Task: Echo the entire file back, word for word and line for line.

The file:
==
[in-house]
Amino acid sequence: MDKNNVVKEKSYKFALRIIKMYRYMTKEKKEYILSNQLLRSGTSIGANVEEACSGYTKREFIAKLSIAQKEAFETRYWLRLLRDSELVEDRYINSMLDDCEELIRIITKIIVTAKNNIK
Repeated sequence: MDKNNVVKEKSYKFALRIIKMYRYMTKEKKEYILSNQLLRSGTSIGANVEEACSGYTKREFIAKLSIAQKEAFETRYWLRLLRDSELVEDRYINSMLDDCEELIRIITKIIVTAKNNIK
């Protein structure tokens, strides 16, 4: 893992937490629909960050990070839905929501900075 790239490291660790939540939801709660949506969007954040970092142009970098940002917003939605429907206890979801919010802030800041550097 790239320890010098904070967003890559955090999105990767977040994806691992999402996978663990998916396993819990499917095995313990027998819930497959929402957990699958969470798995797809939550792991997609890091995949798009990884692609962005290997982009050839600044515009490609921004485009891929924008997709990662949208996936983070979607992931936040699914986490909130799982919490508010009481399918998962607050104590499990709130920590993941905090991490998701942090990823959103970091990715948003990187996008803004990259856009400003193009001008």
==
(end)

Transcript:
[in-house]
Amino acid sequence: MDKNNVVKEKSYKFALRIIKMYRYMTKEKKEYILSNQLLRSGTSIGANVEEACSGYTKREFIAKLSIAQKEAFETRYWLRLLRDSELVEDRYINSMLDDCEELIRIITKIIVTAKNNIK
Repeated sequence: MDKNNVVKEKSYKFALRIIKMYRYMTKEKKEYILSNQLLRSGTSIGANVEEACSGYTKREFIAKLSIAQKEAFETRYWLRLLRDSELVEDRYINSMLDDCEELIRIITKIIVTAKNNIK
């Protein structure tokens, strides 16, 4: 893992937490629909960050990070839905929501900075 790239490291660790939540939801709660949506969007954040970092142009970098940002917003939605429907206890979801919010802030800041550097 790239320890010098904070967003890559955090999105990767977040994806691992999402996978663990998916396993819990499917095995313990027998819930497959929402957990699958969470798995797809939550792991997609890091995949798009990884692609962005290997982009050839600044515009490609921004485009891929924008997709990662949208996936983070979607992931936040699914986490909130799982919490508010009481399918998962607050104590499990709130920590993941905090991490998701942090990823959103970091990715948003990187996008803004990259856009400003193009001008």